Senate Minority Leader Franklin Drilon filed Senate Bill. 2121 dubbed as “An Act Defining and Penalizing Red-tagging” seeking red-tagging with punishable offence by up to 10-year imprisonment and disqualification among state perpetrators convicted of red-tagging to hold public office.
“This bill therefore seeks to fix the legal gaps, address impunity, and institutionalize a system of accountability by criminalizing red-tagging and providing penalties as deterrence thereto,” it said in the recently filed bill.
Accordingly, the crime of red-tagging is defined as “the act of labeling, vilifying, branding, naming, accusing, harassing, persecuting, stereotyping, or caricaturing individuals, groups, or organizations as state enemies, left-leaning, subversives, communists, or terrorists as part of a counter-insurgency or anti-terrorism strategy or program, by any state actors, such as a law enforcement agent, paramilitary, or military personnel.”
To name a few, the case of Zara Alvarez and Dr. Mary Rose Sancelan are among the progressive individuals who have been killed at the helm of red-tagging remarks.
On August 17 last year, Alvarez was fatally shot in Negros; while Dr. Sancelan was also killed on December 15. Both were slain by unidentified gunmen.
These were rooted on the fact that Alvarez and Dr. Sancelan have been included in the terrorist matrix put up by state departments in their continuing counter-insurgency programs.
Prior to the definition of red-tagging, even members of legal profession and media practitioners were not spared from the “systemic and calculated vilification as enemies of the state”.
Even rights lawyer Benjamin Ramon and Angelo Karlo Guillen have also endured such affronts given their profession. Ramon, however, was murdered on November 2018.
It was too easy for state departments and personalities funded through the Filipino taxes like the National Task Force to End Local Communist and Armed Conflict (NTF-ELCAC) along with its spokesperson Lorraine Badoy to commit political persecution beginning from red-tagging antics against progressives.
Even for badly-designed tarpaulin materials which were usually seen along pedestrian overpass and sidewalks have been used to amplify the red-tagging assault.
In fact, Mandaluyong judge Monique Quisumbing-Ignacio was maliciously and indirectly red-tagged through the tarp theatrics following her decision to dismiss the cases against red-tagged Manila Today editor and newly-elected NUJP director Lady Ann Salem.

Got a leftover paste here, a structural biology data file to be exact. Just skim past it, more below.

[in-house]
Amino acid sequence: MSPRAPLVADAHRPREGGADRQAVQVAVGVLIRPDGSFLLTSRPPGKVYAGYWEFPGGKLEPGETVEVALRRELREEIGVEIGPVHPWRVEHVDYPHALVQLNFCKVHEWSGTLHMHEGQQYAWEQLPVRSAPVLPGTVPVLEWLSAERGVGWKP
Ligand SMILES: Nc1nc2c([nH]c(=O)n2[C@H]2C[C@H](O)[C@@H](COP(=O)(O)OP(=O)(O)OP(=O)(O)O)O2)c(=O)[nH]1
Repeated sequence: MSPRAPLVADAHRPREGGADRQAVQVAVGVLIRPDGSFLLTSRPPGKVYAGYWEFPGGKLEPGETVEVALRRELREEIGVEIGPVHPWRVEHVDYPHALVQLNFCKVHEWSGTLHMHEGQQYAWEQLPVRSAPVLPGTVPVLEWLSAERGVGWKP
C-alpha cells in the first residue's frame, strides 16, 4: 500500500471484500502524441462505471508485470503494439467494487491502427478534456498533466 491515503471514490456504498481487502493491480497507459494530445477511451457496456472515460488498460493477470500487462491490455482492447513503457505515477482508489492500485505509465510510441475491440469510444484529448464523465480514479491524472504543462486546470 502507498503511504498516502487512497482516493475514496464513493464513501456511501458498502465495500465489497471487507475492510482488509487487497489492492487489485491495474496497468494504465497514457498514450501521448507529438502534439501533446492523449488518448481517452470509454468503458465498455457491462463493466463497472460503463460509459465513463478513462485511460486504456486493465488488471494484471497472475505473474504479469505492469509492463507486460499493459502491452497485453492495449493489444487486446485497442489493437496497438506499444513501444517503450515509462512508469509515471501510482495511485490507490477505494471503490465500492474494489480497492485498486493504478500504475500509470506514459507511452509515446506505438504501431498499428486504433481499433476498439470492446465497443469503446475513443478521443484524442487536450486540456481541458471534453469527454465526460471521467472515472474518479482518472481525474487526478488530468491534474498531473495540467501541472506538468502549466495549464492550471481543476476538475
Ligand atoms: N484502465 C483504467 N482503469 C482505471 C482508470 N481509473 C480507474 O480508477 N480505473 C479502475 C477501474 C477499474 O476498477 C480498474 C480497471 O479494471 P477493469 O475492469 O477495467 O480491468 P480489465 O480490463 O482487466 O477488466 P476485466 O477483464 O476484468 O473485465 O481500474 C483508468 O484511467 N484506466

Salem, on the other hand, was the editor also for the red-tagged media outfit in a hearing just nine days before her arbitrary arrest along with six other activists and unionists collectively known as HRD7.
As regards the bill, Drilon further pointed that red-tagging has “a chilling effect not just on dissent but also on truth-telling” as it is guaranteed right to expression and speech.
The umbrella organizations of Altermidya network including Manila Today was named in a matrix presented in the senate hearing for red-tagging.
Soon after the arrest of Salem and the rest of HRD7, Badoy alleged claims that these personalities were top-ranking officials of the CPP-NPA; ironic to the police’s remarks that they were ‘gun running syndicates’ which led to their arrest from a similar fashion towards crackdown against activists following the raid operations and evidence planting.
On March 3, Senator Risa Hontiveros also said that red-tagging has a more chilling effect and disturbing effect than other forms of tagging.
Sen. Hontiveros interpellated during the hearing on Senate Resolution No. 559 or the red-tagging/red-baiting of certain celebrities, personalities, institutions, and organization, citing the United Nations observation which said that “red-tagging has a chilling effecet on the legitimate work of human rights defenders and muddled the space for debate, disagreement for challenging state institutions and policies.”
“There is really an asymmetry of power that makes red-tagging a very disturbing for many of us in the Senate,” Sen. Hontiveros added.
To serve and protect the people
Under the 1987 Constitution, it specified the prime mandate of the government to serve and protect the people. At least this was Sen. Drilon made emphasize with which he affirmed the bill as a reminder for state authorities in perpetuation of red-tagging claims.
However, according to Drilon, contrary to popular assertions, there are no sufficient and available legal remedies for victims of red-tagging.
“Victims are left without proper recourse against their perpetrators and are forced to fule seemingly-appropriate-but-not-quite case, like libel and grave threats,” Sen. Drilon affirmed.
“The gravamens of these offenses, however, are far from the essence of red-tagging,” he added.
The lawmaker solon explained that libel or grave threats are not appropriate charges given that the state agent has vilified a person as enemy of the state and this impinging on the rights of that individual.
Drilon also noted on the bill’s passage to reverse the “increasingly institutionalization and normalization of human rights violations and put a stop on the attacks against the members of legal profession.”
Has red-tagging ever been so controversial, it became a staple and frequent narrative that when a person is red-tagged and accused as a ‘front’ of the communist government and armed wing will ultimately result to series of harassment, arbitrary arrest and detention, as well as enforced disappearances; worse, it would also mean as a prelude to death.
Youth Movement Against Tyranny spokesperson Andrea Trinidad deemed the bill as a positive progress in the legislation, emphasizing the concrete definition of impunity culture perpetuated under Duterte’s watch.
“The bill explicitly states that as such, there is a justifiable legal basis and official records to penalize the red-tagging plot of Duterte administration in the Senate level,” Trinidad added.